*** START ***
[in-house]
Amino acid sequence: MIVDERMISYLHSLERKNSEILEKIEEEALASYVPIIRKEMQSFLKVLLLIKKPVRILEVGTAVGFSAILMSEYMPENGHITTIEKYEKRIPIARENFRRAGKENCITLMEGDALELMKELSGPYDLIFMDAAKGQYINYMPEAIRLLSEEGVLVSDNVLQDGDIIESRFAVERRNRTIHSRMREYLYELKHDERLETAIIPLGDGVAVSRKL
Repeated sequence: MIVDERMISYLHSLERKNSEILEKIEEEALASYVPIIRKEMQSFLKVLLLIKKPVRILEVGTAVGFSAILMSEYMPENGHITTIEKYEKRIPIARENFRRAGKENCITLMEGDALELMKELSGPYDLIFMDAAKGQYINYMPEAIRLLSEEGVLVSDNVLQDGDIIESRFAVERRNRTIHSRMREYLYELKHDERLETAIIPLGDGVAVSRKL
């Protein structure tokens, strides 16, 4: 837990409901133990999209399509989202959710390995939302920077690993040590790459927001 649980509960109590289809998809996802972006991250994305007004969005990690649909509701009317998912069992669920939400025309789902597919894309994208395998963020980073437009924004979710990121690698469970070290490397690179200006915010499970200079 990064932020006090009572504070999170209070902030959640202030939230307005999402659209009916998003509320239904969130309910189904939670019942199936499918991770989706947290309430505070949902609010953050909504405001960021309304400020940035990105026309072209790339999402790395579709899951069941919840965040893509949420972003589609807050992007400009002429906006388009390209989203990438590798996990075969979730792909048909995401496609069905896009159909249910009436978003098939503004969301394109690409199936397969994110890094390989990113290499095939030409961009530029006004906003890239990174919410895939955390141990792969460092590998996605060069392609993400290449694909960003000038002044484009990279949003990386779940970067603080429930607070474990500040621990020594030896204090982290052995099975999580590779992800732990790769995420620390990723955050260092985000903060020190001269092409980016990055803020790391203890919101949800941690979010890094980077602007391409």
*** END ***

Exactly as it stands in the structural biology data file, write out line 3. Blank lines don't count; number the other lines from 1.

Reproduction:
Repeated sequence: MIVDERMISYLHSLERKNSEILEKIEEEALASYVPIIRKEMQSFLKVLLLIKKPVRILEVGTAVGFSAILMSEYMPENGHITTIEKYEKRIPIARENFRRAGKENCITLMEGDALELMKELSGPYDLIFMDAAKGQYINYMPEAIRLLSEEGVLVSDNVLQDGDIIESRFAVERRNRTIHSRMREYLYELKHDERLETAIIPLGDGVAVSRKL